Editors of journals suggest that one of the major problems they see in submitted articles is a lack of focus. They observe that too many writers try to say ‘everything’, and this means that they end up saying ‘nothing’.
In essence a journal article is about one idea. At most it might be two.
In order to write about a single idea, the writer needs to establish its provenance – to state the idea clearly through the title and opening paragraphs, explaining why is important and where it fits in the wider field (see CARS). They need to explain the basis for their contribution (methods, theory) and then logically work through the idea as an argument, giving evidence/reasons in a clear and well-signposted manner.
Given that the average journal article is only about six to eight thousand words, if the writer tries to do this process for more than one idea, then it inevitably means scrimping on the work that needs doing to make the case – and make it comprehensible to the reader.
Very often the struggle to write the journal article is a struggle to find the one idea that makes it interesting and worth publishing. Many early career researchers succumb to the temptation to try compress all of their ‘thesis’ or research report into one article, OR they find it difficult to weed out only one idea. This is because a thesis in particular is an intricate tangle of ideas within one large argument; when you have been immersed in the detail for so long, it is tricky to think about how to disentangle one slice only. But this disentangling must be done.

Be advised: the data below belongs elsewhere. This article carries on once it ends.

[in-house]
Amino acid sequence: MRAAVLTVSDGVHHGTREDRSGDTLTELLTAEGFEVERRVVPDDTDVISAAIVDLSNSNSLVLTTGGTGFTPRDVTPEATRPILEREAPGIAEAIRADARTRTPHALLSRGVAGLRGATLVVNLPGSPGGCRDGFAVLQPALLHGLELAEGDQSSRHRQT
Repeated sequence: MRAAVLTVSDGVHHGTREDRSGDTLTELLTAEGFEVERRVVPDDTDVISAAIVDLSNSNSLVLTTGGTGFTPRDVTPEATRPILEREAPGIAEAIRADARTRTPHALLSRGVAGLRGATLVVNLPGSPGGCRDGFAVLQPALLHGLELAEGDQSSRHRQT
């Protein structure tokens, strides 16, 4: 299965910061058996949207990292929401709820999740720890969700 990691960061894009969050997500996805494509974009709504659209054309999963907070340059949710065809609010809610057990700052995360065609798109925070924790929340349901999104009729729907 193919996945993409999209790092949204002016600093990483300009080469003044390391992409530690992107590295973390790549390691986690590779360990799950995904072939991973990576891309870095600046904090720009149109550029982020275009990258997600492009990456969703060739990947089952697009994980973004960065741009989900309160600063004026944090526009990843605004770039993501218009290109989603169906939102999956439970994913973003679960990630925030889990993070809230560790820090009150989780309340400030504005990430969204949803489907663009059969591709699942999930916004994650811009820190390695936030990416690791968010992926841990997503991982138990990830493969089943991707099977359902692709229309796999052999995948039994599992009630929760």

Another common problem is a kind of slippage slide between ideas. This is when the article starts out with one lens and then says something entirely different in the conclusion. This is very confusing to the reader who has a feeling at the end of the article that they have lost their way – in reality it is because the writer has not carried through the ‘red thread’ of the argument. They have dropped one idea and moved on to another one somewhere in the middle of the writing.
It can also be hard to sort out the idea because it is just too soon to locate it … not enough writing along the way has been done to make sense of what you have. I sometimes find that I need to write myself a report of the data as a way of finding the angle and the theorisation for an article. This little report is not the article, it’s simply the means of getting to it. At other times I need to sit on a piece of data analysis for a while until the idea becomes clear. I often write abstracts as a means of helping to clarify what the idea might actually be.
And sometimes it seems harder to find the idea in some projects than others. I don’t know why this is so. I do know however that articles do not all get written at the same speed: some go quickly and others take a very long time. I can think of one piece which was five years in the making. This was because I just couldn’t get the right idea. I couldn’t write because I lacked focus. I had a description and findings, but no idea.
Talking to others about the idea for an article can also be helpful, or talking in the shower, or writing a conference paper. Whatever the approach you take however, you have to get the idea and the focus for the journal article to ‘work’. Otherwise the editor’s point will come true.
Whether it’s no idea or too many ideas, lack of focus equals rejection.
Pingback: A dozen ways to get your academic paper rejected | Brian M. Lucey